Much of what we perceive as reality, particularly what we learn through the educational system, bears little truth. Usually just enough truth for it to make sense based on the theories and narratives given to us pertaining to modern science and world history. If you’ve kept up with posts, it shouldn’t be anything new that the educational system isn’t meant for us to become freethinking individuals, but rather to condition us to obey and respect authority and get used to routine.
Information about our reality has been hidden from the masses until recent decades. Some basic truths have been misused and subverted by greed for power in an egocentric exploitation. History, art, science, energy, and particularly psychology, have suffered this dark process. But like water, the truth is always flowing somewhere and is available to any intelligent person who has the courage to seek out the water alive in its current form. Water has often been used as a symbol for the deepest spiritual nourishment of humanity. We don’t want to seek where the main flow of water is, but the leaks within the cracks, usually found within the darkness that many fear to tread. Because of this fear, it will turn up again and be ignored as before if one isn’t prepared for it.
One such place, and arguably the most important, is our own self, our shadow self — the dumping ground for all the characteristics of our personality that we disown and keep hidden from public view. It is the part of us we fail to see or know. Yet, these parts of us are extremely valuable and cannot be disregarded. The only way to become whole is to recognize the shadow, accept and honor it.
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The shadow self
We are all born whole, but somewhere along the way, while running around naked through the Garden of Eden, we partake in eating of the fruit of the Tree of Knowledge of Good and Evil, where things become clear and separated into the dual nature of the world. This begins the shadow making process; when we divide our lives—our selves. We sort out our born characteristics into those that are deemed acceptable from our parents and society, and those that need to be kept hidden. This keeps one civilized, as a functioning member of society, but as the refused and unacceptable characteristics sit within the dark corners of the mind for too long, they take on a life of their own, known as the Shadow.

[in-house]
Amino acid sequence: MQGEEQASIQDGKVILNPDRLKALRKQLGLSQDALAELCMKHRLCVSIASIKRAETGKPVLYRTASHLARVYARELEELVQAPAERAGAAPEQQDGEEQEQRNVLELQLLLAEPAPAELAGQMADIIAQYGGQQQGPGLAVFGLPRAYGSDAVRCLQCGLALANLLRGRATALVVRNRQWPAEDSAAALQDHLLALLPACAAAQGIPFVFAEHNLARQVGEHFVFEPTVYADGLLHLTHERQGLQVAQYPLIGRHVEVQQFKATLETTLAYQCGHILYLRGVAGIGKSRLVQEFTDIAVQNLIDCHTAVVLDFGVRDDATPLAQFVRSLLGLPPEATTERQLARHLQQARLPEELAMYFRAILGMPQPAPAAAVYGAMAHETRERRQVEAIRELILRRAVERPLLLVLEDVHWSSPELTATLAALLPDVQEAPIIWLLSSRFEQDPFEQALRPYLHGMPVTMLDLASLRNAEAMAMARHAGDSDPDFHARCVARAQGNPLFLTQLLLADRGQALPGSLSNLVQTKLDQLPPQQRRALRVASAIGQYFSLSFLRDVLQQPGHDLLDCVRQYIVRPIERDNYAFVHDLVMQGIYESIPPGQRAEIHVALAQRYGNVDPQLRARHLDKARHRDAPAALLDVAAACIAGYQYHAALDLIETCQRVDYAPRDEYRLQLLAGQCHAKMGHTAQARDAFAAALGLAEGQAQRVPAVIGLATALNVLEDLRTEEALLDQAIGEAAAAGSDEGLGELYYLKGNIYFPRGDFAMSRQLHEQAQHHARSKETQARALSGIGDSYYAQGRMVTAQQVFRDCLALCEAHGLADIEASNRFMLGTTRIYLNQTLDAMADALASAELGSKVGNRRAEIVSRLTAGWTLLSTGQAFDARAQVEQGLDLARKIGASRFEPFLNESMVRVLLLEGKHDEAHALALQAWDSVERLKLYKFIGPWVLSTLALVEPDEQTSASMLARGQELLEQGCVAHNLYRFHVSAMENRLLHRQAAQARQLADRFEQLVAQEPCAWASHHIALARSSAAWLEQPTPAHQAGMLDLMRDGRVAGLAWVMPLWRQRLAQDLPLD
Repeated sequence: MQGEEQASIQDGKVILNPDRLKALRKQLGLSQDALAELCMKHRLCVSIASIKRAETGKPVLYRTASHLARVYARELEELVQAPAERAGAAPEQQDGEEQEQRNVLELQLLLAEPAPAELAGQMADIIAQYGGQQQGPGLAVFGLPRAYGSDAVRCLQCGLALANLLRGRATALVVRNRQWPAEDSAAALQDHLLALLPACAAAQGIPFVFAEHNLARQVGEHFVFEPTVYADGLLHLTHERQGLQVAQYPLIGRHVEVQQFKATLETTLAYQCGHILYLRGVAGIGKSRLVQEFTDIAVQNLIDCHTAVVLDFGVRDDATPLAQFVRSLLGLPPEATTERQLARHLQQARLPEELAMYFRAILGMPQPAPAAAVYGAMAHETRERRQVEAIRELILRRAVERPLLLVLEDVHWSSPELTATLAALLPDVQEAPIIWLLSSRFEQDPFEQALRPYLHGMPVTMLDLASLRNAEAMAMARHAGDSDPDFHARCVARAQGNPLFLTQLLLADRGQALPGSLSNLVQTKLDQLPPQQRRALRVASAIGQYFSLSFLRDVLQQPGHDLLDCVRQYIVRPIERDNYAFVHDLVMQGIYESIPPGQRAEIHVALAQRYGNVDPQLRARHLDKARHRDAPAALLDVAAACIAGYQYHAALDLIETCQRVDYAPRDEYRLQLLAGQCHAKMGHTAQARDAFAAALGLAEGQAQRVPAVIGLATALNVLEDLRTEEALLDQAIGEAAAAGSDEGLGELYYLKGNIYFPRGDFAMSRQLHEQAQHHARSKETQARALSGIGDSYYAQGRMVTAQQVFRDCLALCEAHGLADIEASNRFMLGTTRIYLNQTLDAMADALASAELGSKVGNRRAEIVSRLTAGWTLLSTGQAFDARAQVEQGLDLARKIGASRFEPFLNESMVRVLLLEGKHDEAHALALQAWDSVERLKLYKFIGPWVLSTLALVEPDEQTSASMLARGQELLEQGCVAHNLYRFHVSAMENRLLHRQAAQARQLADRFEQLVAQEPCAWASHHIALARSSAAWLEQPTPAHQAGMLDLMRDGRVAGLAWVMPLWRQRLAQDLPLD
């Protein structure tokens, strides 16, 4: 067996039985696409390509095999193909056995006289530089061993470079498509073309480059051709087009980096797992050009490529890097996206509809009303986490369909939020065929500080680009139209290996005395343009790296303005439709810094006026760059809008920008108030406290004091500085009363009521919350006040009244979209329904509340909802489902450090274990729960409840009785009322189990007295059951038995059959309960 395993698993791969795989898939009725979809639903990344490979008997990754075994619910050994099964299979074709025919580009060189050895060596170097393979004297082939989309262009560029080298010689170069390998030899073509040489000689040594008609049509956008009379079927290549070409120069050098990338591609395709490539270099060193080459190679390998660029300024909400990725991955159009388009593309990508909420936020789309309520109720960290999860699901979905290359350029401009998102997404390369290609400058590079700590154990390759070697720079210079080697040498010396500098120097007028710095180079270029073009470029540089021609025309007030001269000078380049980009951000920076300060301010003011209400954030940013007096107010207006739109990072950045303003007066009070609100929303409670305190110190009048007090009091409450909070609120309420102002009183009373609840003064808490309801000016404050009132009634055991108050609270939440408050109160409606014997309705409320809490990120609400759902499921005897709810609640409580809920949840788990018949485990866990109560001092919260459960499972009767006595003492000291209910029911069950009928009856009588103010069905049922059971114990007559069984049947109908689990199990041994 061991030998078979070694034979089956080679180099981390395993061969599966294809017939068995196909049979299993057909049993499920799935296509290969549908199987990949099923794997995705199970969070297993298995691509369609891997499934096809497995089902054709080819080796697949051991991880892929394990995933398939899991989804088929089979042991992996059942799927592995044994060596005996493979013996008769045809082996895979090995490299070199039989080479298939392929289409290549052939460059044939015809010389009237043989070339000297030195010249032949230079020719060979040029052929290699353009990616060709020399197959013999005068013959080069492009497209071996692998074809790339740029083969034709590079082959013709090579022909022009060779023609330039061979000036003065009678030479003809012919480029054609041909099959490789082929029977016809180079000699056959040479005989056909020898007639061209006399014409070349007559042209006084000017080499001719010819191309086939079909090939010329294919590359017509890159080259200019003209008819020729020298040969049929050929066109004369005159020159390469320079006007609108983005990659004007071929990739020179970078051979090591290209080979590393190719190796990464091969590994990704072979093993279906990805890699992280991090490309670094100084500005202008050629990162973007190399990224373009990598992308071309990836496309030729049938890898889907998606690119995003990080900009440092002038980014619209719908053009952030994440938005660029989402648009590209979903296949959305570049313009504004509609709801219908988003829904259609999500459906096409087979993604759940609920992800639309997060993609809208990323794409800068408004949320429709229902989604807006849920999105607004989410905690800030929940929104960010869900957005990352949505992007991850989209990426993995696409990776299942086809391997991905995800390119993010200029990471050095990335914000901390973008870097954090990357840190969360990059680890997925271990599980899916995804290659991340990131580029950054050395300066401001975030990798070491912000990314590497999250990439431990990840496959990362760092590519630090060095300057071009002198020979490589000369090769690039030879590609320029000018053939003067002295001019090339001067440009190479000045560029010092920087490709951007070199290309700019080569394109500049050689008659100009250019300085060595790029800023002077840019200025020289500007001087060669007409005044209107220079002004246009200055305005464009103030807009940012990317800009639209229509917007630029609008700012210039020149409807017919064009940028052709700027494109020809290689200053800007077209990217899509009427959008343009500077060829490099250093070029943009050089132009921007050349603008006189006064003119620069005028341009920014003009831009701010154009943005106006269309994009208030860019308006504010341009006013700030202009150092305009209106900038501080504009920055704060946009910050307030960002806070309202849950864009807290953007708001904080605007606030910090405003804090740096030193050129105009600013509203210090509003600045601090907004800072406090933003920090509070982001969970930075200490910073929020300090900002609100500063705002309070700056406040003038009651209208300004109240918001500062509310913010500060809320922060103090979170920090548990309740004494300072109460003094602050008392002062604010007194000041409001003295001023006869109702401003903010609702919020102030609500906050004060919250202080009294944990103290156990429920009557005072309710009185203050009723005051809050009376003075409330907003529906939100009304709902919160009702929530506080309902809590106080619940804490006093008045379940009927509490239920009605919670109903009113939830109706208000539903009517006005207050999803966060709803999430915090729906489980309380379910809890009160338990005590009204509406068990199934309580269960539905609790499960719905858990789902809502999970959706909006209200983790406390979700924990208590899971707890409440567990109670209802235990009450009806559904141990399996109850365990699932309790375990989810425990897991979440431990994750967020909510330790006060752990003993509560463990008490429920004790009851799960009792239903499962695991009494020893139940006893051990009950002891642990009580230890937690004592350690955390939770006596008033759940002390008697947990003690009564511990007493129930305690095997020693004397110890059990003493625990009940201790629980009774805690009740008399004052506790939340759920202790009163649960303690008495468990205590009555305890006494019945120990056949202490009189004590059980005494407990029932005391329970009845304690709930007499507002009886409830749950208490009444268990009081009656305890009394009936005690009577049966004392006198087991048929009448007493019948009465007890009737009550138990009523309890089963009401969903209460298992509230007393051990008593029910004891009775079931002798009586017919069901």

The Shadow is that which has not adequately entered into our consciousness. If it accumulates more energy than our conscious ego, it manifests in an overpowering rage, or slips out in erratic, unusual behaviors, and can even lead one into severe depression. Once society or culture demands that we live out only part of our nature and refuse other parts, we are no longer whole. Society gives us more convoluted and sophisticated power, in exchange for the simple human in us—the innocent child within.
In the allegorical story of Creation, the Garden of Eden alludes to the naive innocence of childhood, where we felt free to run around naked without care. Kids should not be subjected to this division of self so soon, for it robs them of this wonderful time known as childhood. They should be allowed to remain in the garden until they are strong enough to stand the cultural process without being completely broken by it. This strength comes at different ages for all individuals. This is a major problem in the world today. With parents working, or separated, leaving kids in the hands of government-owned institutions or left to their own devices, they enter this process at too young of an age, leaving scars within the subconscious that reveal themselves later as psychological and emotional disorders, such as the prevalent gender-identity disorder plaguing our world today.
Other than this, another truly sad thing is when some very good characteristics turn up in the shadow. Some of our greatest talents, the pure gold of our personality, get relegated to the shadow because it can’t find a place within our society or western culture. Drawing the skeletons out of the closet can be fairly easy, but to own the gold in the shadow can be downright terrifying. Ignoring the gold can be as damaging as ignoring the dark side of the psyche, and some may suffer a severe shock or illness before they even learn how to let the gold out–which is linked to our higher purpose in life.